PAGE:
Metcalfe has observed growth in his online operation (accessed through www.sentryonthego.com). After a year, online sales contributed one extra week's worth of store sales to the retailer. Today, that figure has grown to two weeks.
Currently, around 200 orders are placed per week, with an average value of up to $90 for called-in orders, and $150 and up for orders placed online, Metcalfe said. Picked products are scanned to ensure they match the products ordered.
Metcalfe attributed the growth in part to consumers' readiness to accept online shopping, reflecting a new generation of shoppers that demands efficiency through technology. "It's very evident that the consumers are becoming very Internet-savvy. They're becoming much more comfortable with [credit card] security and making purchases on the Internet," he said. "My point would be that today, not only is the Internet ready for online grocery shopping, [but] our customers are too."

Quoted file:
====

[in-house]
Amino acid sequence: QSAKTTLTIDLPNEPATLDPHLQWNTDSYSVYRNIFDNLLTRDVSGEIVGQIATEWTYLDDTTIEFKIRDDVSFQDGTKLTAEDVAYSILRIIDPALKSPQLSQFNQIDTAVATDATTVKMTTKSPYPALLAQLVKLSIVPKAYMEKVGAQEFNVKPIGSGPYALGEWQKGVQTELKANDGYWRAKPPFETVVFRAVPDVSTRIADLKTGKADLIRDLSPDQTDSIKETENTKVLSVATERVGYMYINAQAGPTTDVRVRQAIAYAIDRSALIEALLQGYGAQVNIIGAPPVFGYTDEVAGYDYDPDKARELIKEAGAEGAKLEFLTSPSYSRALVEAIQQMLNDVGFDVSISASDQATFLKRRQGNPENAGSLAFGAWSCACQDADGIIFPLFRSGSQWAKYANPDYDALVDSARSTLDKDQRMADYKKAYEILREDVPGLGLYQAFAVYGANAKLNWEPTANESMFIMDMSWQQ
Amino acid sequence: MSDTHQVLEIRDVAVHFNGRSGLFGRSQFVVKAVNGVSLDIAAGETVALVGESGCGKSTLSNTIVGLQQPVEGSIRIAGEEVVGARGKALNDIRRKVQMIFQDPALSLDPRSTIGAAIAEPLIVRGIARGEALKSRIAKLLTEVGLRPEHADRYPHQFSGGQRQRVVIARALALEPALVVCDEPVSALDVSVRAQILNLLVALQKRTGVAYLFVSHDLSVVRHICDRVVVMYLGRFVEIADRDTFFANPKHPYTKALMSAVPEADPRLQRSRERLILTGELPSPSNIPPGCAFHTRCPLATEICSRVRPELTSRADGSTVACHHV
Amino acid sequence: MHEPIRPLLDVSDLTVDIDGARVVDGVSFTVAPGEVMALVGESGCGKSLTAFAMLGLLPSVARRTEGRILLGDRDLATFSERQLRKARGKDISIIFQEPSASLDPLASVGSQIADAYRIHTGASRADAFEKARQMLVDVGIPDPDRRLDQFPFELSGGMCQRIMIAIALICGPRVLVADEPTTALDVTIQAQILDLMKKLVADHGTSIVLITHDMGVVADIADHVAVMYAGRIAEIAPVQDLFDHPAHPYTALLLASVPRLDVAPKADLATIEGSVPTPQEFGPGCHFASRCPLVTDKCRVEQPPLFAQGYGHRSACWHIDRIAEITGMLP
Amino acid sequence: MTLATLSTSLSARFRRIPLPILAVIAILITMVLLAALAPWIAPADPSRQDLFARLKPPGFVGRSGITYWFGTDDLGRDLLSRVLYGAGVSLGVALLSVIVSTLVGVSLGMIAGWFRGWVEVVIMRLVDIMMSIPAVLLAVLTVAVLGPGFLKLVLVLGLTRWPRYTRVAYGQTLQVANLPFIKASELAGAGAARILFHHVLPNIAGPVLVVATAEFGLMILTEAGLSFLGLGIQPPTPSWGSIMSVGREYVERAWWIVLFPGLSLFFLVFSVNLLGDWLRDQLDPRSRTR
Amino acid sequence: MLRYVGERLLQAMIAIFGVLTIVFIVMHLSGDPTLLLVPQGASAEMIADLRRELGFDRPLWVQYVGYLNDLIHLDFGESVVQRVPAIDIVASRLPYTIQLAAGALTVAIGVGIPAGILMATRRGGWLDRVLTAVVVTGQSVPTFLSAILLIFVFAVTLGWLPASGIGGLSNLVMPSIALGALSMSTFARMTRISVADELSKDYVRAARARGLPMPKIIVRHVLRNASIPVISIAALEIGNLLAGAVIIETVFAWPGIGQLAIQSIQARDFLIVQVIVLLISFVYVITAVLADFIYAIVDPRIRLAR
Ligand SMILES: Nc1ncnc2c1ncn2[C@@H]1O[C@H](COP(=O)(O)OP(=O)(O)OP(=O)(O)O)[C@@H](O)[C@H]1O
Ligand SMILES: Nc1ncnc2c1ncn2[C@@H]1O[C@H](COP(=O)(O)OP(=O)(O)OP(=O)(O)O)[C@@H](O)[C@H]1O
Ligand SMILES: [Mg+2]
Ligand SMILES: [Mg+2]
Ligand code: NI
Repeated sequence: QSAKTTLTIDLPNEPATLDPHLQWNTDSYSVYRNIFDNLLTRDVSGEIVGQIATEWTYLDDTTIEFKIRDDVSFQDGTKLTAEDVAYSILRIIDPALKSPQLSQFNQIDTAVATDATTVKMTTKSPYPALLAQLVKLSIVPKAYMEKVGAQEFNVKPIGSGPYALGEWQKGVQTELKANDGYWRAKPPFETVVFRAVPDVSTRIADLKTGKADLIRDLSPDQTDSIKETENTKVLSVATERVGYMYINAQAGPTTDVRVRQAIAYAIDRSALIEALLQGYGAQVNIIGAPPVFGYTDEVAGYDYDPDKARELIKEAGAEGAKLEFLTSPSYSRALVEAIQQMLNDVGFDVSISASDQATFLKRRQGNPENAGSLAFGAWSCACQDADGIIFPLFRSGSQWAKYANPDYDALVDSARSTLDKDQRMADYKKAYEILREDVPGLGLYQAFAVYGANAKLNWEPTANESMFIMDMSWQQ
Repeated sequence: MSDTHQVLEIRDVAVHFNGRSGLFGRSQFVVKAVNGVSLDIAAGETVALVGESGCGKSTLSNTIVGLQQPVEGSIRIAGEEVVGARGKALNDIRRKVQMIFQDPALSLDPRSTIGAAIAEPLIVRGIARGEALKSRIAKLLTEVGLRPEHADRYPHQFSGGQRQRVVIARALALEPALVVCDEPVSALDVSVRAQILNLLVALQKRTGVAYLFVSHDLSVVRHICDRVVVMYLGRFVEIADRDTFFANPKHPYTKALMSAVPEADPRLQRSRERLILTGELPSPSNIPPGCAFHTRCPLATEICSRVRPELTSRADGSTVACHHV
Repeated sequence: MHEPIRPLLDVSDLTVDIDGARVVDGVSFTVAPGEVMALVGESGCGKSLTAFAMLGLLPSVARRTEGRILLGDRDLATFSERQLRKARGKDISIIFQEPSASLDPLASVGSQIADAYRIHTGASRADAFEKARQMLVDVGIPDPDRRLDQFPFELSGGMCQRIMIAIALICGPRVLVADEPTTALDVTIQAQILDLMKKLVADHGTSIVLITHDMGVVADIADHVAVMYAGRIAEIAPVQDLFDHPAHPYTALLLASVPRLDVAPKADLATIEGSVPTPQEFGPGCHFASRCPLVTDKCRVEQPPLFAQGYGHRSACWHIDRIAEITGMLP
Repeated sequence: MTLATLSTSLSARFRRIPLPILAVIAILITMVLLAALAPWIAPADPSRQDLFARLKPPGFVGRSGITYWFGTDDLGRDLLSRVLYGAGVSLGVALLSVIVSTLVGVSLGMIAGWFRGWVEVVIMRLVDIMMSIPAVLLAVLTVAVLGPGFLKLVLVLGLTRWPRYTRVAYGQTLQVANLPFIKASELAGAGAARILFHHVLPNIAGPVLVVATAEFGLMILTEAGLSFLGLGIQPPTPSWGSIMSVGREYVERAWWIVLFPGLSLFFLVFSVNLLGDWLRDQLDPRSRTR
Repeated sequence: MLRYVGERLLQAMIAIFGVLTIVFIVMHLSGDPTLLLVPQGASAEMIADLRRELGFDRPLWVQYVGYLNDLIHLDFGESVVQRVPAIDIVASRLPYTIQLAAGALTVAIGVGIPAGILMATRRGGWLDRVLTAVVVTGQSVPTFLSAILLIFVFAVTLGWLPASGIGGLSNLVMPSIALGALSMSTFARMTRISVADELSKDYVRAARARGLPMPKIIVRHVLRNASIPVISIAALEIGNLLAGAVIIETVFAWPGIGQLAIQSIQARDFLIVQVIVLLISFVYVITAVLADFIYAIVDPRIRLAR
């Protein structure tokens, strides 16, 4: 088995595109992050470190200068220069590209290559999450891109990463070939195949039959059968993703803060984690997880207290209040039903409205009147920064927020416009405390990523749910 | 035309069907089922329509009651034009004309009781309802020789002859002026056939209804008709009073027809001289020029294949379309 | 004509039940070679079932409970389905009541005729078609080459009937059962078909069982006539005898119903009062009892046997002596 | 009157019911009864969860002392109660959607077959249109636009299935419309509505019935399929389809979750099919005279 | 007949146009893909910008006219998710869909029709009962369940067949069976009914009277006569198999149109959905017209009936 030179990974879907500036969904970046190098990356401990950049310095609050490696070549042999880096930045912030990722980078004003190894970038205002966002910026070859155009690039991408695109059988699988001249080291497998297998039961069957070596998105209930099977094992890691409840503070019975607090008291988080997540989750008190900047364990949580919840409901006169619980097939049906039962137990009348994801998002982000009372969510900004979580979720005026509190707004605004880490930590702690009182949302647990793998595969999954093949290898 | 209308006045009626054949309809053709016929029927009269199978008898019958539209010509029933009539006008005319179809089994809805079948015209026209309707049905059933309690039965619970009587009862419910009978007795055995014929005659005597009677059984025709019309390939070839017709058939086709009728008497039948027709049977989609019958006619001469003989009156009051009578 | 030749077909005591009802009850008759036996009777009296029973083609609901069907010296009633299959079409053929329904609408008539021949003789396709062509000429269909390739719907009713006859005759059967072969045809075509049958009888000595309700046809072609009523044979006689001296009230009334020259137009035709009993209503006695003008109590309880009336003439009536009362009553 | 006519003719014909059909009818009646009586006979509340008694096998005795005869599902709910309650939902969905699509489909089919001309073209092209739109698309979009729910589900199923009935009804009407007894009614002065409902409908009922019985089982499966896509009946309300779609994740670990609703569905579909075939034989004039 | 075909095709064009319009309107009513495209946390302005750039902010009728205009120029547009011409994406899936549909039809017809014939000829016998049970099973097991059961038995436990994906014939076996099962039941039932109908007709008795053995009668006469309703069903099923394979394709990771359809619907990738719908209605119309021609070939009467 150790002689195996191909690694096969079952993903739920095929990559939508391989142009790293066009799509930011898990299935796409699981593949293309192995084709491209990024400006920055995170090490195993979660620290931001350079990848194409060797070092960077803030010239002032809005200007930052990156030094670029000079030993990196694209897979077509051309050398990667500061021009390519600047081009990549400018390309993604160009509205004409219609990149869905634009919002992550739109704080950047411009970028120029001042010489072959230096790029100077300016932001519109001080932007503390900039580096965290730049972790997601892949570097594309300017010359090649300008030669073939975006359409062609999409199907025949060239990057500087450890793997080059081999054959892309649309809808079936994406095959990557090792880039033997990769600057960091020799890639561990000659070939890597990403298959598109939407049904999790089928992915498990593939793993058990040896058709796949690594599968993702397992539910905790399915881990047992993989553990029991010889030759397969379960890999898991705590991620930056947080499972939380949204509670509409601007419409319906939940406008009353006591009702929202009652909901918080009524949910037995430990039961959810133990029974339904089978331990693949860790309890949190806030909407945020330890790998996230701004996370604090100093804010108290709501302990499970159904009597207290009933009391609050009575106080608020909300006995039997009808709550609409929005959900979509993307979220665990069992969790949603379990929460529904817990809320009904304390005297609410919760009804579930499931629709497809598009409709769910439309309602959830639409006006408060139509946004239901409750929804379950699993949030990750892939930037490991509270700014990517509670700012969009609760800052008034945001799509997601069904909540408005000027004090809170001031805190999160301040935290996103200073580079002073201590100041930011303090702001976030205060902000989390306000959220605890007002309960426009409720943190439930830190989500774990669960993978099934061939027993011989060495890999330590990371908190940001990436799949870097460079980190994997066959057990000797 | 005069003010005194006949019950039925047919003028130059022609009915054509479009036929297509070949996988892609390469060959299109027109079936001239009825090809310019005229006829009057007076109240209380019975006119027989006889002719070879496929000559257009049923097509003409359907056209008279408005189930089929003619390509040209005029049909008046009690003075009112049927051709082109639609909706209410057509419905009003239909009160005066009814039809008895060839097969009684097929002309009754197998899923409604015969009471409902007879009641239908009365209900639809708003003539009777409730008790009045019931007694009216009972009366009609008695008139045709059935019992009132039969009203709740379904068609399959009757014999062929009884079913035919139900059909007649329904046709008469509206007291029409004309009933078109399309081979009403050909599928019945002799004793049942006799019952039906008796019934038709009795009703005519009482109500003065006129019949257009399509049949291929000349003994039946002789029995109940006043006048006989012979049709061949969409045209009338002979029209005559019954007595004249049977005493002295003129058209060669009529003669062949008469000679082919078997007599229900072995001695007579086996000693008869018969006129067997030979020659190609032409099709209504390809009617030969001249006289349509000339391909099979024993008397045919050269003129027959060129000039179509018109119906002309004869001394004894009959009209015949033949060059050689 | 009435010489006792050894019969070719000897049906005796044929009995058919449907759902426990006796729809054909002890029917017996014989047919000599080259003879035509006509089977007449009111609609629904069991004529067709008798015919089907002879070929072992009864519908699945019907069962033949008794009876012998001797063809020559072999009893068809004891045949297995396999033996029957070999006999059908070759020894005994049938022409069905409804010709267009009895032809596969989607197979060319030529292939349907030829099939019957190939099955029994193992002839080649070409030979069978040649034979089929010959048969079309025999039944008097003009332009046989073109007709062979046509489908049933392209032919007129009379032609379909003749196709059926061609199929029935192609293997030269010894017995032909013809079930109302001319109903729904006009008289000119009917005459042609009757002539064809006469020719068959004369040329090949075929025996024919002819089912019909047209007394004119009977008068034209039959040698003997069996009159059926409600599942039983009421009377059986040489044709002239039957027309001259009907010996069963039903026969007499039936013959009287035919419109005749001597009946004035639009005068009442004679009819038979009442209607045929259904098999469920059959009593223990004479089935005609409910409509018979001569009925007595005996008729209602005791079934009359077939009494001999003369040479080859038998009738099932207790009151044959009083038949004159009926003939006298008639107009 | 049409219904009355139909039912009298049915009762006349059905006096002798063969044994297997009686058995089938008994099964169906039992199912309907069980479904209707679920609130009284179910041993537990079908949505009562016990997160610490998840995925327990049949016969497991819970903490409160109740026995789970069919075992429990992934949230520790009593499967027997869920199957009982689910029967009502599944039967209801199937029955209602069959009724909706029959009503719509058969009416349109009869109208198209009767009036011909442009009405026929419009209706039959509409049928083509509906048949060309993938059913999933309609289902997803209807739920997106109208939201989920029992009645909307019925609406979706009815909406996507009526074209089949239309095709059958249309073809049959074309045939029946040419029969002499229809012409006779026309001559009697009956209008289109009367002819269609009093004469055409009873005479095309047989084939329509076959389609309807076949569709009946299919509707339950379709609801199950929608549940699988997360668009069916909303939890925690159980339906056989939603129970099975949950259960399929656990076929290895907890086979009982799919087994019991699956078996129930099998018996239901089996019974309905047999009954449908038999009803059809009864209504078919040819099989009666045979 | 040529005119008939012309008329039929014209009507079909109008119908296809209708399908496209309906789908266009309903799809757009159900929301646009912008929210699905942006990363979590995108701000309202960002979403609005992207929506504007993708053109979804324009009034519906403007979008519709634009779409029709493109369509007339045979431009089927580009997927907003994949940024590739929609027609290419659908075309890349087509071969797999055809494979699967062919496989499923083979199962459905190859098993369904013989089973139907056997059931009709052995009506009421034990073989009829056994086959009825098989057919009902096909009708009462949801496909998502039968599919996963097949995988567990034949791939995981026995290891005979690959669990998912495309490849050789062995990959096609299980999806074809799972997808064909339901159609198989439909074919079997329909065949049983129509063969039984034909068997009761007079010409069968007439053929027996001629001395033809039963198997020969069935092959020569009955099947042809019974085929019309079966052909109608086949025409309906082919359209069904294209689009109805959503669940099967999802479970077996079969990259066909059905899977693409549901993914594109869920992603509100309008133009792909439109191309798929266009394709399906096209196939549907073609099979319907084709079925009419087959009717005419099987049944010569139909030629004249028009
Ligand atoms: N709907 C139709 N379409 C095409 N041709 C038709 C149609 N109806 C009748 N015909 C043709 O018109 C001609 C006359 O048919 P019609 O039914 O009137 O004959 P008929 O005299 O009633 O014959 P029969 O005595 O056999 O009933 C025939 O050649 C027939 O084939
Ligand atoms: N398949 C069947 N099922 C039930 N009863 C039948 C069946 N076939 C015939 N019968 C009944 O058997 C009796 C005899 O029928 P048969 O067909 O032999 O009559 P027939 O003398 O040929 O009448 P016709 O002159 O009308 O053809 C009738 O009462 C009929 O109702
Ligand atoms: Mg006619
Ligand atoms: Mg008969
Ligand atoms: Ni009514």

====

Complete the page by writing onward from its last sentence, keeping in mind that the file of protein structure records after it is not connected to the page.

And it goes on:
However, Metcalfe cautioned that a retailer entering the online grocery world is no longer just in the grocery business, but has entered into the logistics arena -- picking and delivery. "It's not for everybody. It can dull your apple as much as it can shine it, depending on how you work it."
Asked if he is able to run the online service profitably, Metcalfe answered yes, assuming that incremental sales generated by the site are included in the calculation. "The way we look at it is, more than 70% of our customers that use online [shopping] tell us they shop at other stores," Metcalfe explained. "So when we add the profit from those extra sales -- that we would not have if we were not delivering -- to the fees we generate from the delivery fee [$10.95], and throw that against our cost to serve (labor and overhead), we generate a profit."